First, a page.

Economic & Market Report: Three Cheers for the Red, White, & Blue… & Green

July 8, 2024
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It is the Fourth of July holiday in the United States. With this spirit in mind, it is a good time to take a look at how well the U.S. stock market continues to move independently from the rest of the world in keeping with a tradition that has gone on for many years now.

Long-term outperformance. It has been a trend that is now decades in the making. The U.S. stock market as measured by the S&P 500 Index has dramatically outperformed its global peers. One has to look no further than the cumulative returns of U.S. stocks relative to their non-U.S. counterparts since the start of the last decade to see how profound this outperformance has been.

What has been driving this phenomenon? It has been several factors, particularly since the calming of the Great Financial Crisis.

First, the United States remains the largest and most established and liquid financial marketplace in the world. It is a place where capital can go to be treated best. While the U.S. may not be as fiscally healthy as it has been in the past, it remains the global safe haven destination for investors over all other markets.

Second, the U.S. has been the logical destination for a global economy awash with excess liquidity looking for a home. Regardless of where easy monetary and/or fiscal policy has emanated, more often than not this excess liquidity has made its way around the world to U.S. markets either directly or indirectly.

Third, the U.S. remains at the global forefront in terms of economic growth and technological innovation. Unlike many leading economies in other parts of the world that have been coping with varying degrees of fiscal and/or competitive stress, the U.S. markets remain the driver of global growth and leading the expansion into new business opportunities.

Lastly, although economic growth has been sluggish and uneven since the aftermath of the Great Financial Crisis, it has been relatively steady supported by chronically low interest rates up until the last couple of years. And even after the inflationary outbreak in recent years shook financial markets and drove core interest rates measurably higher, the United States economy remains the bastion of stability relative to the rest of the world.

U.S. bias. Eventually the global economic tide will turn. I can still remember like yesterday the 1980s and early 1990s when the primary concern was how the United States was falling behind the rest of the world in terms of potential economic growth and innovation. History has shown that global leadership constantly evolves and inevitably we will reach a point where other parts of the world overtake the U.S. This, of course, has been a persistent concern among economists and investors for years related first to Japan, then Europe, and more recently China. While no such shift has yet to come to pass, a new wave of global competitors such as India are gradually making their way to the forefront of the discussion today.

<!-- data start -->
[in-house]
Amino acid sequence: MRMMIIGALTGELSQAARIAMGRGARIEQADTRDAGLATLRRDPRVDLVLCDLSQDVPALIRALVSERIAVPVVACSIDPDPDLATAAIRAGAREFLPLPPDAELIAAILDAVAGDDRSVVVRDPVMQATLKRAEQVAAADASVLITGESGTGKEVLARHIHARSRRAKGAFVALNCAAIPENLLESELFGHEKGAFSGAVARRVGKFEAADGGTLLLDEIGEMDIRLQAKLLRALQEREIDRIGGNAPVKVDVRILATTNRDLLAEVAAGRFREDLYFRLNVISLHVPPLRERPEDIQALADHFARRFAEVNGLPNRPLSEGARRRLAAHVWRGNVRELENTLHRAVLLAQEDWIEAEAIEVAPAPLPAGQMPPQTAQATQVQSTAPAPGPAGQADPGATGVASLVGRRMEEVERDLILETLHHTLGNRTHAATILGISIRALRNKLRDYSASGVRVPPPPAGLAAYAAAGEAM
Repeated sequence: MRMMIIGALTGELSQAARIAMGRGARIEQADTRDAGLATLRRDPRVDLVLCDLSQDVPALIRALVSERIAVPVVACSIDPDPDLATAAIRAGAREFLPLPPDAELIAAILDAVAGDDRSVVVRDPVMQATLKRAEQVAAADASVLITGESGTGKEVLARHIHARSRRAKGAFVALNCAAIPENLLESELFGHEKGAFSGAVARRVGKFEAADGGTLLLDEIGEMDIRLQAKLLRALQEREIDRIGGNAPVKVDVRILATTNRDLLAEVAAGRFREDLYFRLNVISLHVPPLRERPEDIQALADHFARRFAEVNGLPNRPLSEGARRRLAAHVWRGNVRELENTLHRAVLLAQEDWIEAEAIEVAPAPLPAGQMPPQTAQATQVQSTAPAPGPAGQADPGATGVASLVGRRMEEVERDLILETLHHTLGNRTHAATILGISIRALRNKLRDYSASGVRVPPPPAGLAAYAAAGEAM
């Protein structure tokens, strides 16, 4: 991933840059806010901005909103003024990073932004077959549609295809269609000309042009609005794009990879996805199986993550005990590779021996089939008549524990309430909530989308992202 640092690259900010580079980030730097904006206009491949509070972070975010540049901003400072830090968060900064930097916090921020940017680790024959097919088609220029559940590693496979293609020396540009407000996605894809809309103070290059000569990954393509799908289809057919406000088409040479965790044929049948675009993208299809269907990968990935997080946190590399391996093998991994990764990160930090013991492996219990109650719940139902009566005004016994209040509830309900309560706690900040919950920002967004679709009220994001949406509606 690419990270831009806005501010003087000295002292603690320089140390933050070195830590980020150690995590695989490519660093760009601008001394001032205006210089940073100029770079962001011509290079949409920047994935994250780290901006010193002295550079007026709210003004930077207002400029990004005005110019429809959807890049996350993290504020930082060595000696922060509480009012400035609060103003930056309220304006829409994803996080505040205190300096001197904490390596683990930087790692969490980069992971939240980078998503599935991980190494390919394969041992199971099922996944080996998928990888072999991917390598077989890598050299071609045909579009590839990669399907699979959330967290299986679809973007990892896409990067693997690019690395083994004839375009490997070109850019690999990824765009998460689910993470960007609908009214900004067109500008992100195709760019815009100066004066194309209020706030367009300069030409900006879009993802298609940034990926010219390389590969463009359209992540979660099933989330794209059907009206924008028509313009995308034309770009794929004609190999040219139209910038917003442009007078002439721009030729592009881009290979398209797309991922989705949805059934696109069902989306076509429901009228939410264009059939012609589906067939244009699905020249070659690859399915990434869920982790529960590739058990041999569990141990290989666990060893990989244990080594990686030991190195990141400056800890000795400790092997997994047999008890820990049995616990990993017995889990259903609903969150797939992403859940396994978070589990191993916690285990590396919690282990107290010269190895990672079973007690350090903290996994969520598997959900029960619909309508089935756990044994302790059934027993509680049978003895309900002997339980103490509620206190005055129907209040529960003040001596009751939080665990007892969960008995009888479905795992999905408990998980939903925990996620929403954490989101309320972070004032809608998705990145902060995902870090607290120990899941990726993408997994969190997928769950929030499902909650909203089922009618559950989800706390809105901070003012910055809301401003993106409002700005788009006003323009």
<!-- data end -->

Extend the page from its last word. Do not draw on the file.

In the meantime, the U.S. bias in asset allocation portfolios continues to be rewarded. And this is likely to be true in the near-term as many other parts of the world continue shifting toward deglobalization, changing geopolitical threats, and political and economic change.

At what price? An additional headwind confronting the continued U.S. bias going forward is the increasingly widening valuation gap between U.S. stocks and their non-U.S. counterparts. For example, historically U.S. and European stocks traded comparably on a cyclically adjusted price-to-earnings (CAPE) ratio basis. But since the start of the last decade, these two markets started to deviate. Today, while Europe trades at what would historically be considered an expensive 21 times CAPE ratio, the U.S. is vastly more expensive with a CAPE at 35 times.

Thus, non-U.S. stocks have a distinct valuation advantage over U.S. stocks once the time comes when the rotation out of the U.S. and into developed international and/or emerging markets finally takes place. The only question is when, for non-U.S. stocks have shown this valuation advantage for many years now, yet the gap keeps widening.

Bottom line. As we celebrate Independence Day here in the U.S., we can look forward to the second half of 2024 with forces still in place that support a U.S. bias in equity portfolios relative to the rest of the world.

I/we have no stock, option or similar derivative position in any of the companies mentioned, and no plans to initiate any such positions within the next 72 hours. I wrote this article myself, and it expresses my own opinions. I am not receiving compensation for it. I have no business relationship with any company whose stock is mentioned in this article.

Investment advice offered through Great Valley Advisor Group (GVA), a Registered Investment Advisor. I am solely an investment advisor representative of Great Valley Advisor Group, and not affiliated with LPL Financial. Any opinions or views expressed by me are not those of LPL Financial. This is not intended to be used as tax or legal advice. All performance referenced is historical and is no guarantee of future results. All indices are unmanaged and may not be invested into directly. Please consult a tax or legal professional for specific information and advice.

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